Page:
Cincinnati, OH: U.S. Department of Health and Human Services, Public Health Service, Centers for Disease Control and Prevention, National Institute for Occupational Safety and Health, FACE F2009-09, 2009 Jul; :1-15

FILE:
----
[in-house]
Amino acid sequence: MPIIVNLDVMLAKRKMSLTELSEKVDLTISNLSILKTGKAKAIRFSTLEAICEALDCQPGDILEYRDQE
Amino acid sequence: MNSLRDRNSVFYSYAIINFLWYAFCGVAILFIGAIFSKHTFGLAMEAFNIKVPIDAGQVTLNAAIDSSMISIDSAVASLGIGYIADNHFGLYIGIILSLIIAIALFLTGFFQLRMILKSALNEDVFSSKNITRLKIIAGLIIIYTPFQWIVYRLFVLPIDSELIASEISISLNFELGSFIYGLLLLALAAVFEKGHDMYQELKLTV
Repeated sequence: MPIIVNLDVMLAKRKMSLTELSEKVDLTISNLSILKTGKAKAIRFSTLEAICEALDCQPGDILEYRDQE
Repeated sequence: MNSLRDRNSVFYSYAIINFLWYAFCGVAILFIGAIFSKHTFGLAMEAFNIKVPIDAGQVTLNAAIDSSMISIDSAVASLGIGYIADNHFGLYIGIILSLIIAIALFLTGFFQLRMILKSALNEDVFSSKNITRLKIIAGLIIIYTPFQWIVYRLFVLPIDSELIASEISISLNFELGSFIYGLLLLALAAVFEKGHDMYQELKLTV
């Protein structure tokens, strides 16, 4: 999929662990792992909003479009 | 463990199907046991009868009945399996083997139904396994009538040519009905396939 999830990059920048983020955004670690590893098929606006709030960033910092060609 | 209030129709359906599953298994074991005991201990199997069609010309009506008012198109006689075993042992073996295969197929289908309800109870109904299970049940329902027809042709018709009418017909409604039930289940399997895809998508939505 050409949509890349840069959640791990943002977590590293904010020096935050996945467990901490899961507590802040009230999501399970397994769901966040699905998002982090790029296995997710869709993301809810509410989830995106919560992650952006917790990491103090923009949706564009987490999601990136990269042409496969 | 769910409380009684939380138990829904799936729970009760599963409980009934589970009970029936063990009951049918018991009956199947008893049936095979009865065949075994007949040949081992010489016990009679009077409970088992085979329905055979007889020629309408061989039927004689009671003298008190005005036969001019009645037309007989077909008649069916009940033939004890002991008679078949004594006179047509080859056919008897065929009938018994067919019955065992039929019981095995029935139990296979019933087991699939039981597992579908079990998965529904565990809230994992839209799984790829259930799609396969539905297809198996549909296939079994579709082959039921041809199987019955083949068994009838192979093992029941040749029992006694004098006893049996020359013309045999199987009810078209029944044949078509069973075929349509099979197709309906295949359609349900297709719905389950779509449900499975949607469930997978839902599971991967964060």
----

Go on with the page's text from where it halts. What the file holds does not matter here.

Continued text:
On February 20, 2009, a 45-year-old male volunteer fire fighter (FF) assisted in fighting an 800-acre wildland (grass) fire. After fighting the fire for approximately 10 hours, the FF was asked to assist with "mop up." While backing up a brush truck to provide water to crew members, the FF collapsed. A crew member yelled for help and moved the gearshift to the park position. The FF was pulled from the brush truck and found to be unresponsive, not breathing, with a weak pulse. Shortly thereafter, his pulse stopped, and an oral airway was placed while cardiopulmonary resuscitation (CPR) was begun. An automated external defibrillator (AED) was retrieved, a shock was delivered, and a pulse returned. An ambulance arrived and began advanced life support treatment. About 30 minutes after he collapsed, a Life Flight helicopter arrived and took over patient care. The FF went into cardiac arrest again and CPR continued for another 32 minutes. Medical Control was contacted and informed of the FF's condition. Medical Control advised the flight crew to pronounce the FF dead, approximately 67 minutes after his collapse. The death certificate and the autopsy, completed by the medical examiner, listed "atherosclerotic and hypertrophic cardiovascular disease" as the cause of death. NIOSH investigators conclude that the physical stress of performing fire extinguishing activities, coupled with the FF's severe underlying atherosclerotic coronary artery disease (CAD), probably triggered a heart attack and his subsequent sudden cardiac death. The NIOSH investigator offers the following recommendations to address general safety and health issues. Had these recommended measures been in place prior to the FF's collapse, his sudden cardiac death may have been prevented. 1. Provide preplacement and annual medical evaluations to fire fighters consistent with National Fire Protection Association (NFPA) 1582, Standard on Comprehensive Occupational Medical Program for Fire Departments. 2. Incorporate exercise stress tests following standard medical guidelines into a fire department medical evaluation program. 3. Phase in a comprehensive wellness and fitness program for fire fighters consistent with National Fire Protection Association (NFPA) 1583, Standard on Health-Related Fitness Programs For Fire Fighters. 4. Perform an annual physical performance (physical ability) evaluation consistent with NFPA 1500, Standard on Fire Department Occupational Safety and Health Program. 5. Provide fire fighters with medical clearance to wear self-contained breathing apparatus (SCBA) as part of the fire department's medical evaluation program.